Dazzled by Daylight

By Peter Cornish

Southern Star – July 2014

peter_stupa

by Jackie Keogh

A quotation by the Buddhist meditation master, Chogyam Trungpa, is a good a place as any to start: ‘You should begin to build up confidence and joy in your own richness. That richness is the essence of generosity. It is the sense of resourcefulness, that can deal with whatever is around you and not feel poverty stricken.’
Almost every word in the quotation applies to Peter Cornish, the registered-blind and somewhat reclusive man who, together with his late wife Harriet, built Dzogchen Beara, the Tibetan retreat centre near Allihies, and has just published Dazzled by Daylight, a book that is inspirational on so many levels.
Twice before our recent interview I had the privilege of meeting Peter Cornish. Having wandered into places I ought not to have been in, I met him in what was then, 25 years ago, called the Skyliner. We chatted and he asked what I did for a living. When I told him I worked for a local newspaper he described reporting as ‘right livelihood.’ I asked him to explain and he said that it was a job that was ultimately ‘for the benefit of others.’ Peter is not a guru, but I have never forgotten that simple instruction.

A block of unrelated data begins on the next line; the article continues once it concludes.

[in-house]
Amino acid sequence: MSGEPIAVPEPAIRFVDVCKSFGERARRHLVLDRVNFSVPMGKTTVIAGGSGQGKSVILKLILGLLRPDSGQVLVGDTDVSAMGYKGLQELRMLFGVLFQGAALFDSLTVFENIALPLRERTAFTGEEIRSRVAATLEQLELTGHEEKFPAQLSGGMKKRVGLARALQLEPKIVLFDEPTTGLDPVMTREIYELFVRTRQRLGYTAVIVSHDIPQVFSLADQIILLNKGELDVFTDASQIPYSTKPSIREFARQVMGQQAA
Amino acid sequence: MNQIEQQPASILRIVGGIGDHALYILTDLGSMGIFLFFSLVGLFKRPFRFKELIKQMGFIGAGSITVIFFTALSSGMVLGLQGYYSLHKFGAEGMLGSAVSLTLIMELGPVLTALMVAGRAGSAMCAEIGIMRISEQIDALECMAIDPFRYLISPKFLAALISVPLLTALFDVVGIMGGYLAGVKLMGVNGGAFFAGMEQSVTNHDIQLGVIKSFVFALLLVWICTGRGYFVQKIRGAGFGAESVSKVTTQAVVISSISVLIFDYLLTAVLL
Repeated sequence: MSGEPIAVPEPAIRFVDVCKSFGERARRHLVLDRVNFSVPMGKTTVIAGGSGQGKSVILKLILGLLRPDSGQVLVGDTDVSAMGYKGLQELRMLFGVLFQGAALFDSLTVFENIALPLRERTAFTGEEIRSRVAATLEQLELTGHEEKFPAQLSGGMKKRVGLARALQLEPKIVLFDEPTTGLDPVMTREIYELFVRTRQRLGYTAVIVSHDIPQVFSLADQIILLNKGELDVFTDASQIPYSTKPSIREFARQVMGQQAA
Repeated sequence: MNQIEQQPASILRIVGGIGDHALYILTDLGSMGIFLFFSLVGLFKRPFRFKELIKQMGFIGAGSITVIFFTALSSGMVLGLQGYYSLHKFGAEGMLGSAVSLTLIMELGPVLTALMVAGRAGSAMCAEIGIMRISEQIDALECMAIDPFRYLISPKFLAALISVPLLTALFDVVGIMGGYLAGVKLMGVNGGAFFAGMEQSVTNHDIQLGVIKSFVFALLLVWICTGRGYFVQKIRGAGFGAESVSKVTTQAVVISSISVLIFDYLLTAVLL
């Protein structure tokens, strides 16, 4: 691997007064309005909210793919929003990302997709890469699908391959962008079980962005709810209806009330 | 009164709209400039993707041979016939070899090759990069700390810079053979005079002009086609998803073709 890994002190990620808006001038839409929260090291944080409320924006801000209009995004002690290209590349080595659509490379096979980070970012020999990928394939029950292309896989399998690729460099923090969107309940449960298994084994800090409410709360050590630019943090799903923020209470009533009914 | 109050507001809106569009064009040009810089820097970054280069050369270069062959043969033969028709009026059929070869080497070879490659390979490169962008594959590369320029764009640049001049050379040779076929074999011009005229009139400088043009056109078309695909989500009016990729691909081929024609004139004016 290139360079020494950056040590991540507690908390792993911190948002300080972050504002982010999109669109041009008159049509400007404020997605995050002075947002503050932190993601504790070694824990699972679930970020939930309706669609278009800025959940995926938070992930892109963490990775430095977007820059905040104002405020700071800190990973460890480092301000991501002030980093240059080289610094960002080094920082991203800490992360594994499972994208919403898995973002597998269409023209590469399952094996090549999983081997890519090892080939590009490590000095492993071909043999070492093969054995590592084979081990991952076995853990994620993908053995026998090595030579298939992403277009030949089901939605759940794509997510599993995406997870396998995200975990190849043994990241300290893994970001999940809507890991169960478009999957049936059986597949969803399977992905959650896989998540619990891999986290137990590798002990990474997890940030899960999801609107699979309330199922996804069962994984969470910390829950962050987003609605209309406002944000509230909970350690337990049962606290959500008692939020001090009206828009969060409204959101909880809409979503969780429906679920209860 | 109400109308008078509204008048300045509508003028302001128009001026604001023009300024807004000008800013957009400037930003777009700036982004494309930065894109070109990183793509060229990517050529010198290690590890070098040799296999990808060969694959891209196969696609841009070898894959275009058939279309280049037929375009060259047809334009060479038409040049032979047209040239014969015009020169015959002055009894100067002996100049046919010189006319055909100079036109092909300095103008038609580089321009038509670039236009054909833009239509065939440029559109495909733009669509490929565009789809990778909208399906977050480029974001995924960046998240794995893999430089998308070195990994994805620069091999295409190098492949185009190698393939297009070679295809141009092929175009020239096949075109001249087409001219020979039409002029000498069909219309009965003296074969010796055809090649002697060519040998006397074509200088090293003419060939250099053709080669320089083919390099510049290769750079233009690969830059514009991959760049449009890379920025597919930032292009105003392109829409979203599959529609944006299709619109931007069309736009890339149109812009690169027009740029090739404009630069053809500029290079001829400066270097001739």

The second time, perhaps in the early 1990s, I met him was when I had gone AWOL from a yoga retreat that was being held at the centre. I walked the hillside and found myself peering down a ravine and there, in the brilliant mid-day sunshine, against a backdrop of pure rock, I saw Peter laying one homemade concrete block on top of another. I can still see it in my mind’s eye – a man creating something out of nothing.